The Otterman Empire Review
Gaming’s history is filled by shooters, but outside Splatoon, few titles within the genre have been geared towards a more kid-friendly setting. Looking to fill this void, Tri-Heart Interactive now brings us The Otterman Empire, seeing a team of otters defend the empire from mad scientist Tiko. Set within the depths of space, it’s designed as a four-player party game. With a plot reminiscent of older cartoons, there’s personality here, but Otterman is let down by poor gameplay.
It’s tedious to go alone, take friends
When it comes to multiplayer, you can play locally through a co-operative campaign and separate versus mode; there’s no online option. Despite my best troubleshooting efforts, however, Otterman wouldn’t register additional controllers, despite other Steam games remaining perfectly playable with them. I can only conclude this is a bug, so right now, we cannot provide a fair multiplayer assessment.
Within Otterman’s main campaign, you’ll travel across eight different locations in a mission-based format. Your primary objective varies, but Tiko will fight you at every step, deploying minions which either attack or slow you down and most levels involve objectives like destroying his machinery or attacking his ship. To accommodate for younger audiences, targets are clearly mapped, so it’s easy to stay on track.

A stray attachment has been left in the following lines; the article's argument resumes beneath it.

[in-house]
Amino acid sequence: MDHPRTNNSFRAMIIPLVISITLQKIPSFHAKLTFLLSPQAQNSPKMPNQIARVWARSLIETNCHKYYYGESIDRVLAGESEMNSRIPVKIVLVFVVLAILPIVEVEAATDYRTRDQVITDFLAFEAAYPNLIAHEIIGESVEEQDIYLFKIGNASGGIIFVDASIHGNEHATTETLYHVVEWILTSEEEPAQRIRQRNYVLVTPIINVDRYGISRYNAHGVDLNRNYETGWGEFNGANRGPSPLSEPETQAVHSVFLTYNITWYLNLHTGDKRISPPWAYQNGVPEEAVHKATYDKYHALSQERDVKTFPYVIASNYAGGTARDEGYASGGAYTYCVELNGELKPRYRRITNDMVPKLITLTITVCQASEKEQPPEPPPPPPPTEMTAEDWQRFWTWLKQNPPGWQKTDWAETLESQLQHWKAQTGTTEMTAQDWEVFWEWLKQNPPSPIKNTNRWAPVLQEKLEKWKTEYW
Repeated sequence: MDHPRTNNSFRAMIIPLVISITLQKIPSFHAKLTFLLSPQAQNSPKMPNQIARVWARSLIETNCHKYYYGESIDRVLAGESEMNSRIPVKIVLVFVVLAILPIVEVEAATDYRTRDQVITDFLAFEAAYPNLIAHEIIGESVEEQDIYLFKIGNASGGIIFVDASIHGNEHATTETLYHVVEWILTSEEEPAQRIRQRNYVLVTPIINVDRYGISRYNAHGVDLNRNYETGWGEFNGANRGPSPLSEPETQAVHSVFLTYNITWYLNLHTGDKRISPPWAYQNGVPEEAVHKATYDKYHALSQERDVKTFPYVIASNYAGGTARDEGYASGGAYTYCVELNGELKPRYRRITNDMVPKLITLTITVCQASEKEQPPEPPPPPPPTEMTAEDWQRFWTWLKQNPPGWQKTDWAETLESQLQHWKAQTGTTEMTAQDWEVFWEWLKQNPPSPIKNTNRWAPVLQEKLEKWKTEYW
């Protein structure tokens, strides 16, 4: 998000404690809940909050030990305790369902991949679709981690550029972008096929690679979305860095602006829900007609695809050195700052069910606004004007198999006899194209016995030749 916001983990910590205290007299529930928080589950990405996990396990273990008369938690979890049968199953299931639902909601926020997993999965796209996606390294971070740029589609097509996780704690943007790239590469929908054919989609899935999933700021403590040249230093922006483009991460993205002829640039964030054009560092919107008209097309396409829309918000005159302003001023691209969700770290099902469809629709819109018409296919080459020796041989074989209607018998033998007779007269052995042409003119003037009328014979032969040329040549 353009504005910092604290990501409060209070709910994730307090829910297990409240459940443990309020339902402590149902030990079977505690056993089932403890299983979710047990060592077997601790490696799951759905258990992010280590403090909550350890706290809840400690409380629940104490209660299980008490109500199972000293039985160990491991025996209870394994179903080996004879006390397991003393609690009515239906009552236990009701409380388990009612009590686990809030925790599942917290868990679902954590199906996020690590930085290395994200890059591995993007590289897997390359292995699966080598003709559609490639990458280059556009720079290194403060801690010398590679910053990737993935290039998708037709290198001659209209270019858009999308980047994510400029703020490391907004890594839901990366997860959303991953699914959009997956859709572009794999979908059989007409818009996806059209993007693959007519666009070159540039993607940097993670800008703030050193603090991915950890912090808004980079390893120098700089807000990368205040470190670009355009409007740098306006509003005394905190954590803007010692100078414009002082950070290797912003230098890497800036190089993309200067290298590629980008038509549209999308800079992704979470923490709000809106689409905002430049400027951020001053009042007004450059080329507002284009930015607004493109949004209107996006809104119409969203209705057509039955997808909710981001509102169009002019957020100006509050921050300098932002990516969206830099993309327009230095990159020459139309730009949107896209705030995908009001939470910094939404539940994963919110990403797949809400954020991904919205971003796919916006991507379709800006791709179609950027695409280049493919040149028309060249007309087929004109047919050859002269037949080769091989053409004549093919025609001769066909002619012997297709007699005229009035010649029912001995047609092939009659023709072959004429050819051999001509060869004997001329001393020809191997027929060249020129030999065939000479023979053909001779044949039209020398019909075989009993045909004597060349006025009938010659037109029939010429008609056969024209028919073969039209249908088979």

Trying to stop Tiko, your otter rushes into the frontlines, armed with a standard gun and jetpack for quick movement. Both will require regular refilling, but this can be done by diving into nearby streams, much like Splatoon. Missions are time-limited and award your performance out of three stars, ranked by how many points you get for destroying enemies and completing objectives. There’s no challenge to completing missions, but when you’re tasked with stopping Tiko’s ship yet again, repetition quickly sinks in.
They don’t stop coming
As a shooter, it works well, and there’s a lot of enjoyment in taking out Tiko’s robotic minions from afar. There isn’t a huge variety in terms of enemies, which isn’t necessarily an issue but the larger problem is how quickly they respawn. They’re back almost as soon as you killed them and some enemies actively slow down your speed. So when faced with a group of them, it just becomes a rather tedious affair.
Initially, only one otter is playable, but there are up to eight unlockable characters, each with their own customisation options and unique playstyle. For example, Geo can launch powerful shots but at a slower firing rate, whereas Astrid’s quick shooting compensate for lack of damage. Everyone also possesses a unique special ability, available once you’ve charged your gauge through separate eliminations and it launches a devastating attack when filled.
One for the kids
It’s hard not to come away from The Otterman Empire feeling disappointed. It’s got a cute aesthetic, and the mere concept of space otters should sound appealing. Ultimately, however, Tri-Heart’s latest title gets let down by flawed gameplay. Whether its an experience redeemed with friends is hard to say, though missions provide some degree of fun. Parents looking for a new game will find some joy here, but for anyone else, Otterman is best avoided.
[Reviewed on PC]